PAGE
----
Augustan poetry  

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Train wreck at Montparnasse (October 22, 1895) by Studio Lévy and Sons.
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Train wreck at Montparnasse (October 22, 1895) by Studio Lévy and Sons.

Augustan poetry is the poetry that flourished during the reign of Caesar Augustus as Emperor of Rome, most notably including the works of Virgil, Horace, and Ovid. This poetry was more explicitly political than the poetry that had preceded it, and it was distinguished by a greater degree of satire. In English literature, Augustan poetry is a branch of Augustan literature, and refers to the poetry of the eighteenth-century, specifically the first half of the century. The term comes most originally from a term that George I had used for himself. He saw himself as an Augustus. Therefore, the British poets picked up that term as a way of referring to their own endeavors, for it fit in another respect: 18th century English poetry was political, satirical, and marked by the central philosophical problem of whether the individual or society took precedence as the subject of verse.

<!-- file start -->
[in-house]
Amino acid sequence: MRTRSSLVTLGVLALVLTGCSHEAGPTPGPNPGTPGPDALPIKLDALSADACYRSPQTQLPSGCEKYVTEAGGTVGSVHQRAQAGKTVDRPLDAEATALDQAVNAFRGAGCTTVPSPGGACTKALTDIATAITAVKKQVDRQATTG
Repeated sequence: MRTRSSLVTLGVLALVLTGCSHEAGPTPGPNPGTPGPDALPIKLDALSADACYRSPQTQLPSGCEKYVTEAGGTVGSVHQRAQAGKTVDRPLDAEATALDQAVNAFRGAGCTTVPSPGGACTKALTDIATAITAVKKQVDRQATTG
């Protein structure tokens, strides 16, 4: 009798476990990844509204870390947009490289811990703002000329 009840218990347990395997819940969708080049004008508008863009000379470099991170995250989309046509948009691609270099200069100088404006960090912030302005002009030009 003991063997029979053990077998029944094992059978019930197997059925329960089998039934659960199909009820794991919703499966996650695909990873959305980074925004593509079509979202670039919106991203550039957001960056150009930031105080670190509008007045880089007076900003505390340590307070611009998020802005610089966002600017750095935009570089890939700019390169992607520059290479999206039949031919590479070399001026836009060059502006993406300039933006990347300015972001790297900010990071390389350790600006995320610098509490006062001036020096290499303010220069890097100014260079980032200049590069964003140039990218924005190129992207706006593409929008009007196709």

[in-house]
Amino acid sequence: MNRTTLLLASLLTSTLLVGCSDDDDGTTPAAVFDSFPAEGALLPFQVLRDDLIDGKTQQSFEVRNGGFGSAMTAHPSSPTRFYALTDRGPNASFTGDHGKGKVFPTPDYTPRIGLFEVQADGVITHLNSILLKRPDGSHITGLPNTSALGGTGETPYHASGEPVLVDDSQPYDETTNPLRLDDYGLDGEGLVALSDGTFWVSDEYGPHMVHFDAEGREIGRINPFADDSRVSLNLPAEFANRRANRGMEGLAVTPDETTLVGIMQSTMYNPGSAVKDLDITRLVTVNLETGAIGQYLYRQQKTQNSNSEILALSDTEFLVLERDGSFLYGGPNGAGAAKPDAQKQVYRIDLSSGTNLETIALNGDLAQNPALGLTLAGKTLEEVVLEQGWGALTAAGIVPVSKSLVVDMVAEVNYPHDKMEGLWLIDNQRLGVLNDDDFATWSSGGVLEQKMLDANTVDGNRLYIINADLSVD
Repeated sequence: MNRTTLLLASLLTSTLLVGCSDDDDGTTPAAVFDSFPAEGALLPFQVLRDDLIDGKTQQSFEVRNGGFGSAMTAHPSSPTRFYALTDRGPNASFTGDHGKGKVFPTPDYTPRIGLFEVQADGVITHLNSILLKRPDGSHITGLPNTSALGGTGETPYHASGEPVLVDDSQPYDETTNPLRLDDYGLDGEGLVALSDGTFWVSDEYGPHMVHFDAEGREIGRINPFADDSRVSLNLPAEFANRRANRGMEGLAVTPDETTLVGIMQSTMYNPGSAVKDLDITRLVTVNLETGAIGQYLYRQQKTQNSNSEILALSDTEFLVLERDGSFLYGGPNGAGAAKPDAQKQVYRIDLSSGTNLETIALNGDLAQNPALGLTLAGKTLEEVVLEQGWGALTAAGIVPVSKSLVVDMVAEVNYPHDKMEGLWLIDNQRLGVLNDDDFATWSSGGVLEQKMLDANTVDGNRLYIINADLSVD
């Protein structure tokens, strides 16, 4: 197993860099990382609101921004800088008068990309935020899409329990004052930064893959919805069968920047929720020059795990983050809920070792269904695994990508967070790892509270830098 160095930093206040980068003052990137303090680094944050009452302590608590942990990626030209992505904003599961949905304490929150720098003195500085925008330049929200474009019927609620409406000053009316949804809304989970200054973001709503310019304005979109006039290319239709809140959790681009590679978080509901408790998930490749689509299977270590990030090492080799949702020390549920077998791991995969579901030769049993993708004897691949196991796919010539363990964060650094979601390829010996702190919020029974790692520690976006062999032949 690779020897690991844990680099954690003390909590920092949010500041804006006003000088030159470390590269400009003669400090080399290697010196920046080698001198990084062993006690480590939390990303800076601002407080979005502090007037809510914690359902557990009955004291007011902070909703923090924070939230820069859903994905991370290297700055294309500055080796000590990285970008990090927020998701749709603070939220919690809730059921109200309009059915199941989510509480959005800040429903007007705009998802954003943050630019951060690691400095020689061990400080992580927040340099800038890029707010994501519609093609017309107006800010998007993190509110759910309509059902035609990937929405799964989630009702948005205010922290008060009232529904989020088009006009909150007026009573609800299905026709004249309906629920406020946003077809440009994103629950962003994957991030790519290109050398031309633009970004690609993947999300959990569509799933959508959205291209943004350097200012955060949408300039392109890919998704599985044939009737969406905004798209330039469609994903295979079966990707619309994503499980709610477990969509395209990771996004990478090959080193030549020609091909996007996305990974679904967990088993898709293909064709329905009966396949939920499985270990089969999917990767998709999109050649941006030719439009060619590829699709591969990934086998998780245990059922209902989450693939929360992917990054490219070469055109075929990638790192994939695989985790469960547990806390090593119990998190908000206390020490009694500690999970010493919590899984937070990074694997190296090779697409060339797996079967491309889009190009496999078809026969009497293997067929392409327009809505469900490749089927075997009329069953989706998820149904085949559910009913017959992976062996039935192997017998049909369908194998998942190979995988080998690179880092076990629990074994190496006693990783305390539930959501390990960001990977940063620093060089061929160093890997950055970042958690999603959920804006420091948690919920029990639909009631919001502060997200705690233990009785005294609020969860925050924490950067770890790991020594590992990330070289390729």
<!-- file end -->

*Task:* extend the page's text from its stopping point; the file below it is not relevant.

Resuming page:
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Unless indicated otherwise, the text in this article is either based on Wikipedia article "Augustan poetry" or another language Wikipedia page thereof used under the terms of the GNU Free Documentation License; or on original research by Jahsonic and friends. See Art and Popular Culture's copyright notice.

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